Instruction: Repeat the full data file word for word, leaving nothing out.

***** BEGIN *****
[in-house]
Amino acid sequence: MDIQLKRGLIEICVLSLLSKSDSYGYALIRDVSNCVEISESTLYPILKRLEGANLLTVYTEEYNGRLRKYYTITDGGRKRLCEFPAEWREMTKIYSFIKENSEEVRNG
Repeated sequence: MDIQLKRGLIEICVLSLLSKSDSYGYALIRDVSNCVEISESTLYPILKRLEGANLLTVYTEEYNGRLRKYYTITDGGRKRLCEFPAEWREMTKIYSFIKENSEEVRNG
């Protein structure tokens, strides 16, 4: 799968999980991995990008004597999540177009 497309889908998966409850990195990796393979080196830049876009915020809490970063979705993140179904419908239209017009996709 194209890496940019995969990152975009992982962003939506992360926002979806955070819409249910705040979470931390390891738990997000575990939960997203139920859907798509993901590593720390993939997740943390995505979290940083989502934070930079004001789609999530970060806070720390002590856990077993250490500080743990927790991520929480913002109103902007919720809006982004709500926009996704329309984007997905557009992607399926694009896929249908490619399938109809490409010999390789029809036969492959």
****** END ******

[in-house]
Amino acid sequence: MDIQLKRGLIEICVLSLLSKSDSYGYALIRDVSNCVEISESTLYPILKRLEGANLLTVYTEEYNGRLRKYYTITDGGRKRLCEFPAEWREMTKIYSFIKENSEEVRNG
Repeated sequence: MDIQLKRGLIEICVLSLLSKSDSYGYALIRDVSNCVEISESTLYPILKRLEGANLLTVYTEEYNGRLRKYYTITDGGRKRLCEFPAEWREMTKIYSFIKENSEEVRNG
């Protein structure tokens, strides 16, 4: 799968999980991995990008004597999540177009 497309889908998966409850990195990796393979080196830049876009915020809490970063979705993140179904419908239209017009996709 194209890496940019995969990152975009992982962003939506992360926002979806955070819409249910705040979470931390390891738990997000575990939960997203139920859907798509993901590593720390993939997740943390995505979290940083989502934070930079004001789609999530970060806070720390002590856990077993250490500080743990927790991520929480913002109103902007919720809006982004709500926009996704329309984007997905557009992607399926694009896929249908490619399938109809490409010999390789029809036969492959």